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21 Die in Jacksonville Hotel Fire, Miss America Saved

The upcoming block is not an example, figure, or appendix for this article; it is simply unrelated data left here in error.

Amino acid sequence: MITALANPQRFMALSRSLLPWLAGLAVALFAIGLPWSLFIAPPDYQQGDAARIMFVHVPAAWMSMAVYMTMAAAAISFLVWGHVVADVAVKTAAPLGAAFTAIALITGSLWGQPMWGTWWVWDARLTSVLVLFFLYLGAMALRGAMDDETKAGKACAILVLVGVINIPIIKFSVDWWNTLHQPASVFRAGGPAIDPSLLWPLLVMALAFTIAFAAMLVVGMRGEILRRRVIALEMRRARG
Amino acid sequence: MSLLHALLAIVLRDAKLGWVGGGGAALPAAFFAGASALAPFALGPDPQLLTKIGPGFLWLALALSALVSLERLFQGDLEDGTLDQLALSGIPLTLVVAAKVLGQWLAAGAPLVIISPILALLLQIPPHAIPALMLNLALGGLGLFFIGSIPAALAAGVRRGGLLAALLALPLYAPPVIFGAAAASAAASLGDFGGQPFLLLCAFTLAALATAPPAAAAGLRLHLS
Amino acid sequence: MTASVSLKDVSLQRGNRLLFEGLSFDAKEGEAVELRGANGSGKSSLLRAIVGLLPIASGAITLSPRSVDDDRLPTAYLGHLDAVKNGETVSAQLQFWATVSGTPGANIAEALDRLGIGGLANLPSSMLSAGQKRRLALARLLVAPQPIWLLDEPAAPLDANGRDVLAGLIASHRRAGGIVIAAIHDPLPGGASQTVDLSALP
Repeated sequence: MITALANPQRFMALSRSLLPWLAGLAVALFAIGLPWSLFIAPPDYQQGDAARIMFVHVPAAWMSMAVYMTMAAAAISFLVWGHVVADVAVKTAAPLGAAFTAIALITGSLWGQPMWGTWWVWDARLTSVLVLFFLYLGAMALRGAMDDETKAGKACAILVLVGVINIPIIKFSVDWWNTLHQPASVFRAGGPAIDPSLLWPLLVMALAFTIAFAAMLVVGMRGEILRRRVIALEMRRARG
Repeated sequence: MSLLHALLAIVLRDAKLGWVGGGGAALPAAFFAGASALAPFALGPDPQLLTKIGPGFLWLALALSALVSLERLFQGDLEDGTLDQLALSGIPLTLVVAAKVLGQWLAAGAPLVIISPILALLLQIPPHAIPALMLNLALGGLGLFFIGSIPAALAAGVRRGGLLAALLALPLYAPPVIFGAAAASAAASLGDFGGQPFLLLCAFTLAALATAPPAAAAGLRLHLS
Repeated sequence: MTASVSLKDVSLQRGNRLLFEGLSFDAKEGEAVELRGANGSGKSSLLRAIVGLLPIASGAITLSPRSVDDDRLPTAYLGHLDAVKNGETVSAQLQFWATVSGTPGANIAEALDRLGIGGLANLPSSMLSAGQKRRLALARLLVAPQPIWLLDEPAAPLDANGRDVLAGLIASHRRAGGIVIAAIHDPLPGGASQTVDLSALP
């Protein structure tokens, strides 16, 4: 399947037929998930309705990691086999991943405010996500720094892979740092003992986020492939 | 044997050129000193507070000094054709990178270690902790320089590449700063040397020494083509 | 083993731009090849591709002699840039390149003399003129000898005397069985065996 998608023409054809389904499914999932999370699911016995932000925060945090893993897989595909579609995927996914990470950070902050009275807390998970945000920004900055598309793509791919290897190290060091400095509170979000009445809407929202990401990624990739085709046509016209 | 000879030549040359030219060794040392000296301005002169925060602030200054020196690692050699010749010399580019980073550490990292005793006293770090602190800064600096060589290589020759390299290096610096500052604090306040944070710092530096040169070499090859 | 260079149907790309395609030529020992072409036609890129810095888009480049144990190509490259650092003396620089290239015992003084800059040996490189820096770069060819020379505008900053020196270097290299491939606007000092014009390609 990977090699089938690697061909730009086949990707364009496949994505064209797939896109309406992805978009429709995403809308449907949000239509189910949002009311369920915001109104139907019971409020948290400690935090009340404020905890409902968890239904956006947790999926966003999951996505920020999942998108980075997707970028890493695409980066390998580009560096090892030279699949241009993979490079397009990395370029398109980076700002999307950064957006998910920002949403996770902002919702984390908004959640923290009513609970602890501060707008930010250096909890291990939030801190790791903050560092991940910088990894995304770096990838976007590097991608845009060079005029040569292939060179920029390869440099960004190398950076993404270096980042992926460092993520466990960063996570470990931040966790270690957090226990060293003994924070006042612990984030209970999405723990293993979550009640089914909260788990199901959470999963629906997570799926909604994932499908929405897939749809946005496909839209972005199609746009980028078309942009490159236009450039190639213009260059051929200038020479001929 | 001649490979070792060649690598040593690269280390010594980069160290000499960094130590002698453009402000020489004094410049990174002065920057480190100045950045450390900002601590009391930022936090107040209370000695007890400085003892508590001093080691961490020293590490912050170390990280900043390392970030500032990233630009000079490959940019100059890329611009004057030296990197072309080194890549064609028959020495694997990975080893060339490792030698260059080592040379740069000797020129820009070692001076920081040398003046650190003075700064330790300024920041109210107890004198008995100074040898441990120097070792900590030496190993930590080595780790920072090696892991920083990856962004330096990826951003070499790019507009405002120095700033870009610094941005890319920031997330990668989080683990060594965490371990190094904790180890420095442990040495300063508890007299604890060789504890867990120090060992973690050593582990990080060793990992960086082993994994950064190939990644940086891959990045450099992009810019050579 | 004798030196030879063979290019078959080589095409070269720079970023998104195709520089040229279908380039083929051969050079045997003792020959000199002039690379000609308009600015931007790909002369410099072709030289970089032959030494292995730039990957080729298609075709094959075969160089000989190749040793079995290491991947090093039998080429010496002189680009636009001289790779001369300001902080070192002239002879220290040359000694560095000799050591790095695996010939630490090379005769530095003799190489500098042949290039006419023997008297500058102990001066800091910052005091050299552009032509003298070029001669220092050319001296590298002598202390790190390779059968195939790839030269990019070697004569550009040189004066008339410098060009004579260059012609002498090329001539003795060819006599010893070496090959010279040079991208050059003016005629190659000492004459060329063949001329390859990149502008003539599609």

Dec. 29, 1963 - Twenty-one persons died today when a fire in the lobby and ballrooms of the Roosevelt Hotel in Jacksonville, Fla., filled its upper floors with deadly gas and smoke. Officials said the disaster, the worst in the Atlantic port city’s history, injured 62 persons. Alton Crowden, hotel doorman, called the first alarm into the fire department. He said he was in the lobby and “suddenly smoke poured out from everywhere.” Some of the hotel’s 500 guests and employees fled down two enclosed fire escapes before smoke and heat made them impassable. Some slid down the 13-story building’s walls on knotted bedsheets, and at least two clambered down a drainpipe. Others were saved by a dramatic rescue operation by firemen, policemen, and volunteers. One of those who escaped was the current Miss America, Donna Axum of El Dorado, Ark (pictured with her rescuer). Miss Axum was staying at the hotel while in Jacksonville for appearances at the weekend Gator Bowl festivities. She suffered slight smoke inhalation. Others who escaped included members of the Manhattan College and University of Florida basketball teams, which came to Jacksonville for the Gator Bowl tournament last Thursday and Friday. Many of the hotel guests had attended the Gator Bowl football game yesterday, in which the University of North Carolina defeated the Air Force Academy, 35-0. Firemen said most victims had been asphyxiated by lung-searing smoke that billowed through rooms and halls, especially on the higher floors. Some victims were found huddled in bathrooms and under beds. A heart attack killed J.R. Romedy, 49-year-old assistant fire chief, as he worked with other firemen to save occupants trapped on the seventh floor. Among the hotel’s guests were Bill Murry, football coach of Duke University, and Frank Howard, football coach of Clemson College. Both were among those who escaped.






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